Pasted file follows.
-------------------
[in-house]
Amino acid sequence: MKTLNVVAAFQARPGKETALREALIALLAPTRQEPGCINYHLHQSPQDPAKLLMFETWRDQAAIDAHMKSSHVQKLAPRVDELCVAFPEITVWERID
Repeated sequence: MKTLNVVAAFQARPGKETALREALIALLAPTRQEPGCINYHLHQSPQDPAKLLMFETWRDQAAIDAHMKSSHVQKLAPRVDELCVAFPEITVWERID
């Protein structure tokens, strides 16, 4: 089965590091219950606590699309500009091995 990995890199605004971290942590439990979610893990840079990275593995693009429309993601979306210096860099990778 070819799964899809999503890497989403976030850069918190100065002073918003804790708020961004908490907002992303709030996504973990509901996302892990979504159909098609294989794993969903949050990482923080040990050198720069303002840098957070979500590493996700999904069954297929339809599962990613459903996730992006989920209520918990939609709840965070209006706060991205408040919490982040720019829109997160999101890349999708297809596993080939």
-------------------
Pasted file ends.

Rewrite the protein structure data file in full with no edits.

[in-house]
Amino acid sequence: MKTLNVVAAFQARPGKETALREALIALLAPTRQEPGCINYHLHQSPQDPAKLLMFETWRDQAAIDAHMKSSHVQKLAPRVDELCVAFPEITVWERID
Repeated sequence: MKTLNVVAAFQARPGKETALREALIALLAPTRQEPGCINYHLHQSPQDPAKLLMFETWRDQAAIDAHMKSSHVQKLAPRVDELCVAFPEITVWERID
């Protein structure tokens, strides 16, 4: 089965590091219950606590699309500009091995 990995890199605004971290942590439990979610893990840079990275593995693009429309993601979306210096860099990778 070819799964899809999503890497989403976030850069918190100065002073918003804790708020961004908490907002992303709030996504973990509901996302892990979504159909098609294989794993969903949050990482923080040990050198720069303002840098957070979500590493996700999904069954297929339809599962990613459903996730992006989920209520918990939609709840965070209006706060991205408040919490982040720019829109997160999101890349999708297809596993080939």